The Hill in the Woods

Cover of Planet of the Blind....man and dog....

Some days I just want to share a poem that has held special meaning for me. I first read this wonderful translation by Robert Bly from the Swedish of Harry Martinson when I was 19.
Enjoy!

SK

The Hill in the Woods

Harry Martinson
(Translated from the Swedish by Robert Bly)

Two boys from town
Walked out in the woods one fall day
To reduce a farm girl
Whom the weird people had stolen.
They found the rock mountain in the woods
And knocked at the stone door
Hoping the troll was out somewhere picking
lingonberries.

But the troll was at home,
And came to the door himself.
“I guess you’re looking for the girl,” the troll said.
“But the’s not at home.
She’s gone out to pick lingonberries.
We’re going to have some lingonberry sauce.”

The boys wondered what direction that would be.
“It’s off there,” and the troll pointed.
The boys thanked him for the information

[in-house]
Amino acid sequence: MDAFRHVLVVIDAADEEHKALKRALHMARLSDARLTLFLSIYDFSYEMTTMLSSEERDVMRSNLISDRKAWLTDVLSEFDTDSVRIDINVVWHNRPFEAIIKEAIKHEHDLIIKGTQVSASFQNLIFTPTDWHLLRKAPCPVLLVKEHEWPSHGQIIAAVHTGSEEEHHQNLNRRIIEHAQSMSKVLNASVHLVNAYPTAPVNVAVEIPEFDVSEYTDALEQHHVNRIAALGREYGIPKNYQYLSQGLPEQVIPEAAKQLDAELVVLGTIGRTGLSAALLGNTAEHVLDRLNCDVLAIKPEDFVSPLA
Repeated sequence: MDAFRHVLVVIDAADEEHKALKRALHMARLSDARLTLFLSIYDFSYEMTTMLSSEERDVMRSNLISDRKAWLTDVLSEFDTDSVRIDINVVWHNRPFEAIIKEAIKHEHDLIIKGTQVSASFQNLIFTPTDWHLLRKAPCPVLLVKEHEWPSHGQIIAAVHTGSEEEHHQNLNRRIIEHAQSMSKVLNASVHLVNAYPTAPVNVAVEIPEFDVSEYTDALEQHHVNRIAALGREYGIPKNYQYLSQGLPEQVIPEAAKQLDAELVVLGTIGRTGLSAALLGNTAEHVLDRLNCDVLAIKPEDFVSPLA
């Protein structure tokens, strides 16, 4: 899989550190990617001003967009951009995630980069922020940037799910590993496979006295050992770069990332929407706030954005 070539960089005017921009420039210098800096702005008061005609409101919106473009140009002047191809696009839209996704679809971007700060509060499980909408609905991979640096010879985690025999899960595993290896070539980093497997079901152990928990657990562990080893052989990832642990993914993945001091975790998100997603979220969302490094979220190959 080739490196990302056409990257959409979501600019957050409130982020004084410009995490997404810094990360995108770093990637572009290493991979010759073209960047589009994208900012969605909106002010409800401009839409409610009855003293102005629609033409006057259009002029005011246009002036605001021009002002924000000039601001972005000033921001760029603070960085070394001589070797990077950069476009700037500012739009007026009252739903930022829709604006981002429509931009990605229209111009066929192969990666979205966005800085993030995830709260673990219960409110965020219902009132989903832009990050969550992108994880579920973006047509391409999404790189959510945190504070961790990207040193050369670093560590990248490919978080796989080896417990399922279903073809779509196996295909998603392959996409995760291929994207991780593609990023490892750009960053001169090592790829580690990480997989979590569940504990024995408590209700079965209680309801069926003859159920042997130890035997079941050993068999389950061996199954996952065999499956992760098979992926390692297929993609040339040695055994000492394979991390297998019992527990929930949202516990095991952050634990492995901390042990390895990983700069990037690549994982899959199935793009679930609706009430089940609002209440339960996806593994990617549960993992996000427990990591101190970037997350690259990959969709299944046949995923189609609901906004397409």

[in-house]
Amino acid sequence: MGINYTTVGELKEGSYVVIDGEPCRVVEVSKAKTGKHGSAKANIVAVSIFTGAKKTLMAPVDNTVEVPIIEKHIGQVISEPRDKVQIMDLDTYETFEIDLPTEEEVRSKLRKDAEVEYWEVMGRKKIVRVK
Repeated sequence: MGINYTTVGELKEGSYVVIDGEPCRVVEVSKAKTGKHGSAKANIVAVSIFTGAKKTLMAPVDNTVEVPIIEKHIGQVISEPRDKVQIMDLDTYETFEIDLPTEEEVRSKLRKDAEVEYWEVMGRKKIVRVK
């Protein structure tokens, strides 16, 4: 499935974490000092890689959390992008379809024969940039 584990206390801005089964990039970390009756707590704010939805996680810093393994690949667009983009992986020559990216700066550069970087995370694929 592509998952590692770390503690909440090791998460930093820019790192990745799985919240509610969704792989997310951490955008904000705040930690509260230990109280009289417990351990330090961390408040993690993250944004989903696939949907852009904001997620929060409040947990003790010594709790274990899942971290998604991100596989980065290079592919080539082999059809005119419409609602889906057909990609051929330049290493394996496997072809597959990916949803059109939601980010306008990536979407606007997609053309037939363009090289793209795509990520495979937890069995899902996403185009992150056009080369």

And set off in that direction.
They found the country girl alright
But she didn’t recognize them.

She wasn’t too wild about being interrupted picking
either, she said.
And how do I know about you.
Maybe you could just change the whole way I see things.
The boys understood then that she hadn’t gotten into
the spell.
She hadn’t been changed by the other world so much
As she’d picked up bad habits.
But they still wanted to get her to come along.
Then she really got angry and worked them over.
She was stone-strong all right.

Safely home they didn’t say a word to their parents,
And ate their mush in silence.
They realized also that the people around here
Were not interested, as they used to be,
In trolls and people stolen.

This and many other thoughts moved in their minds
While they bit still frightened on their wooden spoons.
They signaled to one another under the table
With their feet as usual and went on eating.
The milk was turning.
That usually happens when there are thunderstorms
Or when someone has been working with troll power.

Author: skuusisto

Poet, Essayist, Blogger, Journalist, Memoirist, Disability Rights Advocate, Public Speaker, Professor, Syracuse University

Leave a Reply

Fill in your details below or click an icon to log in:

WordPress.com Logo

You are commenting using your WordPress.com account. Log Out /  Change )

Google photo

You are commenting using your Google account. Log Out /  Change )

Twitter picture

You are commenting using your Twitter account. Log Out /  Change )

Facebook photo

You are commenting using your Facebook account. Log Out /  Change )

Connecting to %s